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Showing posts from June, 2014

Abacela's 2011 Malbec released on June 30th.

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Just released today... Our 2011 Malbec! We're very excited for this new release. Winemaker's notes: "Briary blackberries, milk chocolate, cedar and hints of dried lavender meld with broad tannins and an earthy spice to create a balanced and structured wine." Yum! Visit our website for more information.

Abacela's 2013 Albariño reviewed in Sip Northwest Magazine

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Abacela 2013 Albariño by Erin James
From Florida’s Gulf Coast to Oregon’s Umpqua Valley, Earl and Hilda Jones took their love of Spanish wine and put it in the ground of Southern Oregon to start Abacela winery. Originally focused on Tempranillo, Abacela was the first to plant the grape variety in the Pacific Northwest in 1995 and even took their name from the Iberian word abacelar, meaning “to plant a grape vine.” Today, Abacela owns and operates a 77-acre vineyard with more than 20 grape varieties, including the kindred Spanish grape of Albariño. The 2013 vintage of this Umpqua Valley estate grown wine is a mirror image of its Galician genesis. Vivid aromas of fleshy white apricot, tart green apple, melon and white blossom burst up front while lemon thyme and almond round out the back of the nose. The palate is bright in citrus and acid, finishing round and dazzling and requesting a pot of steamer clams. Like us on Facebook Abacela Winery Follow us on Twitter @Abacela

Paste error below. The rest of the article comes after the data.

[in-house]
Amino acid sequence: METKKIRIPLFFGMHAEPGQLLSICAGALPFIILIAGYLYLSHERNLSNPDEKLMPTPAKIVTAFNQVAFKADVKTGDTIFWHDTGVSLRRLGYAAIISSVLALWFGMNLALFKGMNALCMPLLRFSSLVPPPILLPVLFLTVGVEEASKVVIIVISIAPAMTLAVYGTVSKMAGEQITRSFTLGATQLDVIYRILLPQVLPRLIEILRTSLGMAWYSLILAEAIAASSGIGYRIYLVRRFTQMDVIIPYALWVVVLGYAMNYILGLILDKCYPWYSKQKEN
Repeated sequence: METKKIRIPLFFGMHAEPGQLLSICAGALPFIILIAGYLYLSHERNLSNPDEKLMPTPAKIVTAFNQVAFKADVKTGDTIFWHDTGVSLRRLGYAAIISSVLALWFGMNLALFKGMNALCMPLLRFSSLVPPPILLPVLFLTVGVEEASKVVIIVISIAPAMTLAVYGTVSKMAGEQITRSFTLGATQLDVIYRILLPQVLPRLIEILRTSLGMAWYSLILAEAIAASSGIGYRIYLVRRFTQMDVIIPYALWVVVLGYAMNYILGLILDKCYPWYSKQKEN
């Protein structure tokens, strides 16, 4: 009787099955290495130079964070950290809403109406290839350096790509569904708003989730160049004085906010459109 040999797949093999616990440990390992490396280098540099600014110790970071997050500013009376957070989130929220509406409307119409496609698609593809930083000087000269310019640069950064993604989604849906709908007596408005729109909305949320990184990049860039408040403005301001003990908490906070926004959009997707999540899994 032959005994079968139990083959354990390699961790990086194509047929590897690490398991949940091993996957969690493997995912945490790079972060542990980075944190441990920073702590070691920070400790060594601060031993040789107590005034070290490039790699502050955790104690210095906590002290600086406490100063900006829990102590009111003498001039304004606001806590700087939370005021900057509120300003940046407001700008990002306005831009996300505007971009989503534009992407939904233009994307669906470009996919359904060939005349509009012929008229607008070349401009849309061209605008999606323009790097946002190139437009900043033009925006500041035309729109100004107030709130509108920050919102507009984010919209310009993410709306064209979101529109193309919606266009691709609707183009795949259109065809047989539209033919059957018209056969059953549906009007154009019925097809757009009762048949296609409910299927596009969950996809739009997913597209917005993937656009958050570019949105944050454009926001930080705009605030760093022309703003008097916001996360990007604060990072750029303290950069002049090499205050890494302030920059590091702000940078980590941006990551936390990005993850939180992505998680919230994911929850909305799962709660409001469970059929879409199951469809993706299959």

Read on Sip North…

Oregon Wine Press Value Picks for June 2014

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Our 2013 Viognier is picked as one of the Oregon Wine PressValue Picks
This is the second accolade earned by the 2013 Viognier released just two months ago. It also received a Best in Class/Gold Medal from the 2014 Pacific Rim Wine Competition.

Abacela and TAPAS highlighted in Mail Tribune

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TAPAS, only you drink this kind
By Roberta Kent for the Mail Tribune Tempranillo is Spain's most famous grape. It is grown throughout northern Spain in a climate characterized by a cool spring, a dry-hot summer and a cool, early autumn, with low growing-season rainfall and a mild winter. The grape not only stands alone as a varietal but also provides a hint of tobacco, spice or leather when blended with other reds. The outstanding wines of Ribera Del Duero and Rioja owe their complexity to the tempranillo grape. In 1986, wine connoisseur Robert Parker compared a wine from Ribera Del Duero with the famous Bordeaux estate wine, Chateau Petrus. Until the early 1990s, however, most tempranillo in the United States was grown in California's hot Central Valley and the fruit did not match the quality of Spanish-grown grapes. It was simply the wrong climate for the grape. California tempranillo was usually blended into jug wines. If you draw a line around the globe at the latitude wher…